Struggling Bowling Alley in Manahawkin to Score Some Funds From PETA?

Pro-Vegan 'Spare Animals' Ad That Replaces Whole Gutter Top With a Gaping Mouth Could Help Keep Thunderbird Lanes in Good Financial Health

For Immediate Release:
July 20, 2020

Megan Wiltsie 202-483-7382

Manahawkin, N.J. – As Thunderbird Lanes is temporarily closed and many bowling alleys are struggling to stay in business amid state COVID-19 regulations, PETA sent a letter this morning offering to help by paying now to run a pro-vegan ad above the pin decks when the bowling alley reopens.

PETA points out that confining and killing animals for food has caused COVID-19, avian flu, swine flu, and SARS—and that eating animals is linked to deadly health conditions, including heart disease, diabetes, and cancer.

“For saving animals, preventing future pandemics, and safeguarding our own health, going vegan is like bowling a 300,” says PETA President Ingrid Newkirk. “PETA staff love bowling almost as much as they love promoting delicious, healthy, and humane vegan meals.”

PETA—whose motto reads, in part, that “animals are not ours to eat” and which opposes speciesism, a human-supremacist worldview—also encourages Thunderbird Lanes to offer vegan foods like dairy-free nachos, veggie burgers, and crispy soy tenders.

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PETA’s letter to Thunderbird Lanes follows.

July 20, 2020

Jim Davis

Thunderbird Lanes

Dear Mr. Davis,

I’m writing on behalf of People for the Ethical Treatment of Animals (PETA) and our more than 6.5 million members and supporters worldwide in response to the news that, like many other bowling alley owners, you have temporarily closed because of COVID-19 guidelines. We have an offer that could score you some funding in the meantime: We’d like to pay now to place an eye-catching ad that reads, “Spare animals. Get your health out of the gutter! Go vegan. PETA,” above the pin deck when you reopen.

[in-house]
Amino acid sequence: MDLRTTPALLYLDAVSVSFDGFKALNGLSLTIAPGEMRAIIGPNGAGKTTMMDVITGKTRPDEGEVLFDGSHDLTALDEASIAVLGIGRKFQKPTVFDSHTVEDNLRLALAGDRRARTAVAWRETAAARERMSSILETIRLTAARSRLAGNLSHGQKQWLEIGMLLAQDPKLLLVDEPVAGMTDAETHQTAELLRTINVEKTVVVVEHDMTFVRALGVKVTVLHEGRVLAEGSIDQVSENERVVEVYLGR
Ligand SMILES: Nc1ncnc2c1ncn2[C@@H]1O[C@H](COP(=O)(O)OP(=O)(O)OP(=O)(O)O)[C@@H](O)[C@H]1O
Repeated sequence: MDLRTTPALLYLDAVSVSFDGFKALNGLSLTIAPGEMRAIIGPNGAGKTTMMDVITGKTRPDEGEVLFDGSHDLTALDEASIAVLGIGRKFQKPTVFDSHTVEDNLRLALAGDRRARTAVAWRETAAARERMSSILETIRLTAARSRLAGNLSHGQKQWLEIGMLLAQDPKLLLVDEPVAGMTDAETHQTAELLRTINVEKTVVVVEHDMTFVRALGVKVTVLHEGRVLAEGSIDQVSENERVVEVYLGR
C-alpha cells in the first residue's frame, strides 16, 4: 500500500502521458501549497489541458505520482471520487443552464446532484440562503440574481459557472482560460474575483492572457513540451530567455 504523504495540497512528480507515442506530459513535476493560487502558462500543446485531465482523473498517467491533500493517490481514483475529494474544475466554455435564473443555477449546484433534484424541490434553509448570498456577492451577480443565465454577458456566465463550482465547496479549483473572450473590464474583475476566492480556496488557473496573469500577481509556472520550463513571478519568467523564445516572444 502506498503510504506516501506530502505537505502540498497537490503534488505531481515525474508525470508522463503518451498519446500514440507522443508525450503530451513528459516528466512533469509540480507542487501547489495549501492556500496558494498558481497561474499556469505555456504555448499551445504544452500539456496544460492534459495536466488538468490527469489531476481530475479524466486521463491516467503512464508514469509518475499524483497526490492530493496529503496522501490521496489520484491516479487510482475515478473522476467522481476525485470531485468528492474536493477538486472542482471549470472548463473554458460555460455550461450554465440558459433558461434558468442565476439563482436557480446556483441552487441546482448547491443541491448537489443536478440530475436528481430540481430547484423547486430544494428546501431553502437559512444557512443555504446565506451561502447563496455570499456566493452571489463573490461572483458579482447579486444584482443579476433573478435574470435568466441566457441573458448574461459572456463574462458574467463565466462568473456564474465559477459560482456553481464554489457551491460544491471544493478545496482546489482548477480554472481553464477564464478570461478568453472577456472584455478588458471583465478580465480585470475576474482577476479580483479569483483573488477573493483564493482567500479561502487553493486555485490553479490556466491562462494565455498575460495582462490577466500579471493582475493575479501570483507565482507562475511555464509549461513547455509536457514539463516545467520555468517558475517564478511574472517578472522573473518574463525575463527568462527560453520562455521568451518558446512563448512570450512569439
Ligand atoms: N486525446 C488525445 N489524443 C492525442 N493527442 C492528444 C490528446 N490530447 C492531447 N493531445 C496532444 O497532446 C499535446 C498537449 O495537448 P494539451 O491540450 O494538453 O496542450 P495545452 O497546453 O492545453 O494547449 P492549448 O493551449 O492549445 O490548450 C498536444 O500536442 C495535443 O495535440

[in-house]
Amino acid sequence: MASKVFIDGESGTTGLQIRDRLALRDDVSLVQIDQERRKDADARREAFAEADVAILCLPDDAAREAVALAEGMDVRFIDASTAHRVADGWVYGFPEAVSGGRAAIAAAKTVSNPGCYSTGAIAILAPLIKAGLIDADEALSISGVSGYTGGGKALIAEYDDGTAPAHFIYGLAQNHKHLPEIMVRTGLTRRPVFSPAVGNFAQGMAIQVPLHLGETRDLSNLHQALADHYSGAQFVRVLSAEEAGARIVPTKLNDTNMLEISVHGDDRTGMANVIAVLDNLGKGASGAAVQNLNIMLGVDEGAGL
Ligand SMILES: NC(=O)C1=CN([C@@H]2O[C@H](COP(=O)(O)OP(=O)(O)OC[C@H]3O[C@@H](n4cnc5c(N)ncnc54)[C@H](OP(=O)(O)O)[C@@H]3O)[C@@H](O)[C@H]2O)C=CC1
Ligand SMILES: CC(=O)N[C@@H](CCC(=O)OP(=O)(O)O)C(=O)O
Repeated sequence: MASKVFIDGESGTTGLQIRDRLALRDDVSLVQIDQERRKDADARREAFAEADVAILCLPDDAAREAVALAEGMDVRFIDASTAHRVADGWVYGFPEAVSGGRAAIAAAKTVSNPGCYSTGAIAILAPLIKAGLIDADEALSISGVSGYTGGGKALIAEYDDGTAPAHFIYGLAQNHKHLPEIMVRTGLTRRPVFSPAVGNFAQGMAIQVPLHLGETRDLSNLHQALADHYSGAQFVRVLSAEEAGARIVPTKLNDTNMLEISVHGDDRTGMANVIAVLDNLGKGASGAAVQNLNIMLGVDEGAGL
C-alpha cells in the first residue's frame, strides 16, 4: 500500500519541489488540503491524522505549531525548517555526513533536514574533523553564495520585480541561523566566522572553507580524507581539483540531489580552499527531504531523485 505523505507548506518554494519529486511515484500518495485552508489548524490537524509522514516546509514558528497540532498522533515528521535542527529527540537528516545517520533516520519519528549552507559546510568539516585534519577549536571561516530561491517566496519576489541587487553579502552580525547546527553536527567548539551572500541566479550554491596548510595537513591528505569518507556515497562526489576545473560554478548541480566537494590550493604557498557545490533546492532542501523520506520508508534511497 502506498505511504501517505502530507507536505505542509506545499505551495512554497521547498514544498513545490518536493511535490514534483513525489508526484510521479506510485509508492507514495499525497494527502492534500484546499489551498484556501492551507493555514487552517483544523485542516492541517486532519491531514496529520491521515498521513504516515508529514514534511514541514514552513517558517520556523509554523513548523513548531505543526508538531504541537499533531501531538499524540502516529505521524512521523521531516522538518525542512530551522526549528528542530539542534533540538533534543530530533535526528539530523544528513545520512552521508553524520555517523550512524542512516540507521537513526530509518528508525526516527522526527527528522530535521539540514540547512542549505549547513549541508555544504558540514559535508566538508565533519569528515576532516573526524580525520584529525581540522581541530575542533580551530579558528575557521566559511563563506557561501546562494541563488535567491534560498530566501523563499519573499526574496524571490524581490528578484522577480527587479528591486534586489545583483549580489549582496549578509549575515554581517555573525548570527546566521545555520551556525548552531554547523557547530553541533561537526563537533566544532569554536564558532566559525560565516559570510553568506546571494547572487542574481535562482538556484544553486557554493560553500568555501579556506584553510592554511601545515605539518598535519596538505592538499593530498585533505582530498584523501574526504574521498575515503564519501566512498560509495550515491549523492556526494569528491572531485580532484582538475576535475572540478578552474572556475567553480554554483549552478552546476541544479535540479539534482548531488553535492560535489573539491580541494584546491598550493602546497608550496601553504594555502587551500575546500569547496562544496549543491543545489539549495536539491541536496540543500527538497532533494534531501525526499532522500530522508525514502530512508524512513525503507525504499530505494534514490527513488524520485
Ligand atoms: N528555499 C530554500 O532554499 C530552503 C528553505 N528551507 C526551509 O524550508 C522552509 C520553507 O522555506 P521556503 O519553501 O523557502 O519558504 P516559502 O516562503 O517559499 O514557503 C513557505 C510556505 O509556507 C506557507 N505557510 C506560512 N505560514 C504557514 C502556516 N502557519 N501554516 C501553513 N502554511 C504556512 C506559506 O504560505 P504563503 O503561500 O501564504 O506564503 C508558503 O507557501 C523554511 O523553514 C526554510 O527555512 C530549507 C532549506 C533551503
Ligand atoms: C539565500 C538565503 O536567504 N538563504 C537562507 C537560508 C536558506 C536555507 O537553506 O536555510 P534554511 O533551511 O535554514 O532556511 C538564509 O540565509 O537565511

As you may know, the novel coronavirus originated at a live-animal market in China, where vendors sell animals for human consumption. Pathogens flourish on filthy factory farms and in slaughterhouses in the U.S., making such places perfect breeding grounds for dangerous bacteria and viruses. In addition to carrying a high risk of contamination from pathogens—including E. coli, campylobacter, and salmonella—meat contains no fiber and is packed with artery-clogging saturated fat and cholesterol.

Leading health experts agree that eating vegan foods is the single best way to enjoy a longer, healthier life. According to the Academy of Nutrition and Dietetics, vegans reduce their risk of developing diabetes by 62%, their chance of being hospitalized for a heart attack by 33%, their risk of suffering from heart disease by 29%, and their risk of developing cancer by 18%. A vegan diet can also decrease the risk of suffering from obesity, since vegans are about 18% thinner and 10 to 20 pounds lighter, on average, than their meat-eating counterparts.

Consuming meat, eggs, and dairy has long been known to be unhealthy and unnecessary, and the current COVID-19 crisis is just one more reason that we, as a society, need to aim higher. We also urge you to serve vegan foods such as nachos and pizza with vegan cheese, Beyond Meat’s Beyond Burger, dairy-free mozzarella sticks, and Gardein’s crispy tenders. I look forward to hearing from you to get the ball rolling on this win-win offer. Thank you for your consideration.

Very truly yours,

Ingrid E. Newkirk


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 Ingrid E. Newkirk

“Almost all of us grew up eating meat, wearing leather, and going to circuses and zoos. We never considered the impact of these actions on the animals involved. For whatever reason, you are now asking the question: Why should animals have rights?” READ MORE

— Ingrid E. Newkirk, PETA President and co-author of Animalkind